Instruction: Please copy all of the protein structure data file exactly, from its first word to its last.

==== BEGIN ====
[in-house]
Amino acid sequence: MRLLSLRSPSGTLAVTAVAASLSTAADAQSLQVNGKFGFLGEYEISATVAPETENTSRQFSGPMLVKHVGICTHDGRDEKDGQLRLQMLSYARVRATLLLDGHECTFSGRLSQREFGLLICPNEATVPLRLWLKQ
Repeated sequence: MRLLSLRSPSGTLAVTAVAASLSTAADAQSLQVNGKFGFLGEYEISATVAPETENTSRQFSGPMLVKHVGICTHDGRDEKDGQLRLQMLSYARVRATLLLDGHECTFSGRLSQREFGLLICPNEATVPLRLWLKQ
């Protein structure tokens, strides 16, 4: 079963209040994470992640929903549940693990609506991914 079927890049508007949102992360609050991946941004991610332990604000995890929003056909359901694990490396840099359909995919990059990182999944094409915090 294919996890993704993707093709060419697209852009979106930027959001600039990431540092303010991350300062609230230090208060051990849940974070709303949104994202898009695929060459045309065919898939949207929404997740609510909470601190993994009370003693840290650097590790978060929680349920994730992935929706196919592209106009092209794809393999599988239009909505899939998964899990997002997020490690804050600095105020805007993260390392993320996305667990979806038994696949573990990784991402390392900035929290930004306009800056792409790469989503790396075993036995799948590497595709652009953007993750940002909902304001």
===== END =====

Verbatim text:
[in-house]
Amino acid sequence: MRLLSLRSPSGTLAVTAVAASLSTAADAQSLQVNGKFGFLGEYEISATVAPETENTSRQFSGPMLVKHVGICTHDGRDEKDGQLRLQMLSYARVRATLLLDGHECTFSGRLSQREFGLLICPNEATVPLRLWLKQ
Repeated sequence: MRLLSLRSPSGTLAVTAVAASLSTAADAQSLQVNGKFGFLGEYEISATVAPETENTSRQFSGPMLVKHVGICTHDGRDEKDGQLRLQMLSYARVRATLLLDGHECTFSGRLSQREFGLLICPNEATVPLRLWLKQ
């Protein structure tokens, strides 16, 4: 079963209040994470992640929903549940693990609506991914 079927890049508007949102992360609050991946941004991610332990604000995890929003056909359901694990490396840099359909995919990059990182999944094409915090 294919996890993704993707093709060419697209852009979106930027959001600039990431540092303010991350300062609230230090208060051990849940974070709303949104994202898009695929060459045309065919898939949207929404997740609510909470601190993994009370003693840290650097590790978060929680349920994730992935929706196919592209106009092209794809393999599988239009909505899939998964899990997002997020490690804050600095105020805007993260390392993320996305667990979806038994696949573990990784991402390392900035929290930004306009800056792409790469989503790396075993036995799948590497595709652009953007993750940002909902304001």